In this paper we extend the pairing mechanism for holes developed for the PG of the - model to the normal phase of the -- model showing explicitely that and are indeed distinct.

It turns out that a finite density of incoherent holon pairs induces an angle dependent reduction of the (physical) hole spectral weight on the FS, starting from the antinodal regions, thus producing a microscopic derivation of the phenomenology of Fermi arcs coexisting with gap in the antinodal region. Notice that this effect on the holes occurs even if the pairing is only among unphysical holons, the spinons being still unpaired, so that there is not yet a gas of preformed hole-pairs.

We show that, when a gas of incoherent holon pairs is present, an energy scale separating low energy modes with a Fermi liquid (FL) behaviour from high energy modes with a -wave superconducting behaviour results naturally and self consistently. This energy scale will be identified with the the inverse correlation length (”mass”) of the quanta of the phase of the holon pairs field. The scattering of these excitations against holons produces in the holon Green function lowering a gradual reduction of the spectral weight on the FS at small frequency as we move away from the diagonals of the Brillouin zone. Simultaneously at larger frequencies we have the formation and increase of two peaks of intensity precursors of the excitations in the superconducting (SC) phase. The value of in fact decreases with , in an extended range approximately linearly, and this decrease drives the system towards the superconducting phase occurring when, possibly discontinously (as experimentally suggested e.g. by [6]), jumps to 0, in correspondence with the condensation of the hole pairs. Decreasing , the well defined FL quasi-particles appearing at high gradually lose their coherence in favor of SC-like excitations. The latter gain spectral weight and become increasingly well defined excitations. In the SC phase, all the modes are above and the holon system is a -wave superconductor, in particular the holon spectral weight at the FS is reduced to zero except on four nodes.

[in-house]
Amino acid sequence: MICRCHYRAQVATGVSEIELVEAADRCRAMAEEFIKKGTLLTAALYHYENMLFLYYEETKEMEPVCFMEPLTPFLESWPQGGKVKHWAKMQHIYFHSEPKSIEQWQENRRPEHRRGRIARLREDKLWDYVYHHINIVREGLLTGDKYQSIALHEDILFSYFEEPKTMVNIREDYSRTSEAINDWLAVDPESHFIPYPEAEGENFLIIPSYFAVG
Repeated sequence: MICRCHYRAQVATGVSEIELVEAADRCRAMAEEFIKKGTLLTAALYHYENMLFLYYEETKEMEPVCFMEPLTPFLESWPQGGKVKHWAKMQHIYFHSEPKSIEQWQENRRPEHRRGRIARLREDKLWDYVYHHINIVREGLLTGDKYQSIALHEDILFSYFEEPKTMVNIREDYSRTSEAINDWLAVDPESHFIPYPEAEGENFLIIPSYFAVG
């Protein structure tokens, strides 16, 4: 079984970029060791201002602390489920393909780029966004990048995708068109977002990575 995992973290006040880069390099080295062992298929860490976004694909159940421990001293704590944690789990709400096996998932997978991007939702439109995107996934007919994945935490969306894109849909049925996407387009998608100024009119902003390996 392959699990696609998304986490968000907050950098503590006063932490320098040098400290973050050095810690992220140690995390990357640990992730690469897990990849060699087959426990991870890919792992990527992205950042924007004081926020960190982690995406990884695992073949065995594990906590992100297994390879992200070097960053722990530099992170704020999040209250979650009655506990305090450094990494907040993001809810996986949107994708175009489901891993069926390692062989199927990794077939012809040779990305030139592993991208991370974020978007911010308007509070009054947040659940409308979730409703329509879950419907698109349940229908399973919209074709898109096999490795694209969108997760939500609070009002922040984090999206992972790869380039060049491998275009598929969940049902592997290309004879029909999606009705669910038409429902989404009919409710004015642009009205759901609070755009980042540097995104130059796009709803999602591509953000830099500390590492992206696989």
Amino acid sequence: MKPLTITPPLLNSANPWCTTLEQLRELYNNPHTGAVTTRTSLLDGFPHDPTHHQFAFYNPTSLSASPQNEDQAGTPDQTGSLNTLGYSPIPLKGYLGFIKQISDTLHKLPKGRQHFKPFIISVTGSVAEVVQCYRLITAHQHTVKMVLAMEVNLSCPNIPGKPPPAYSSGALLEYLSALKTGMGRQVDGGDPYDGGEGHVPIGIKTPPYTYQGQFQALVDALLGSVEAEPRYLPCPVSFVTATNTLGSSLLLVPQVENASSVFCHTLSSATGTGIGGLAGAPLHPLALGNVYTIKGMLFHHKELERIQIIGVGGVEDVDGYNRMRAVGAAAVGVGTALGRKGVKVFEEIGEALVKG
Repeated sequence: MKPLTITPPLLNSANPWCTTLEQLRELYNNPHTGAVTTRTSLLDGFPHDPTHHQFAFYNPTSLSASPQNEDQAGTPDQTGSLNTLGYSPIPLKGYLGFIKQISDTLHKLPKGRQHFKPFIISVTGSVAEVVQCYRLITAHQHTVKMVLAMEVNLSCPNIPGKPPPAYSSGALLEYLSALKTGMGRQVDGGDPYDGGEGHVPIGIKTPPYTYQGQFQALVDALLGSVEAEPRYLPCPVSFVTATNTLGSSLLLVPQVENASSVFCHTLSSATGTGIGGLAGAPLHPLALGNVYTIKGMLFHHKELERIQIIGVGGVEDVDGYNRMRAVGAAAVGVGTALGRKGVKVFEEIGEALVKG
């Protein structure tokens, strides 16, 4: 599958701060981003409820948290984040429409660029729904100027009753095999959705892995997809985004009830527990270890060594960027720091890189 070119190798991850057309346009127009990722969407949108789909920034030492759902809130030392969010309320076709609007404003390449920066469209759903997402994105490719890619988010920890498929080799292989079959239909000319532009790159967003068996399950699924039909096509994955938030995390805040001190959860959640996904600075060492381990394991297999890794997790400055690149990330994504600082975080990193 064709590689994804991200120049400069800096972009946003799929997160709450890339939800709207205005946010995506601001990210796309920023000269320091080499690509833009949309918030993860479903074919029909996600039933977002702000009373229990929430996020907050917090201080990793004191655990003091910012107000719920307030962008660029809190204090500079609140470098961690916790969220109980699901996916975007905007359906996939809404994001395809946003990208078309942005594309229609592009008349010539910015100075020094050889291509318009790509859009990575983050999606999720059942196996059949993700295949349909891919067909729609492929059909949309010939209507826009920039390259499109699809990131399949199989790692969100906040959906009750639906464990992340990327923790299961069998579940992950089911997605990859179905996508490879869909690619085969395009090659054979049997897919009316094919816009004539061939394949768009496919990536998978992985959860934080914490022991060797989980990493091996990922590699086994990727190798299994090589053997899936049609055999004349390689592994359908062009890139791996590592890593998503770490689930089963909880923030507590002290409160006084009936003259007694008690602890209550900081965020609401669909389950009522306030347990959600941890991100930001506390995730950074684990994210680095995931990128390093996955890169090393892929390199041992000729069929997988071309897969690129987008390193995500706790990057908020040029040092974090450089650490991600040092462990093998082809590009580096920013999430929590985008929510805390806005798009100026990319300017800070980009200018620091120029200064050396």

The physical hole is obtained as a holon-spinon resonance produced by the gauge attraction and it inherits the above holon features, but with a strongly enhanced scattering rate, due to the spinon contribution.

The behaviour of the spectral weight derived from the above sketched mechanism appears consistent with many ARPES data and it is able to explain the evolution of the density of states as derived in tunneling experiments. This mechanism of spectral weight suppression exhibits the fingerprint of the presence of the slave-particle gauge field, because the smooth interpolation between FL and SC behaviour is actually due to the interaction of the phase of the holon pairs with the gauge field. Without such interaction the SC-like peaks are strongly suppressed outside of the SC phase, disagreeing with experiments.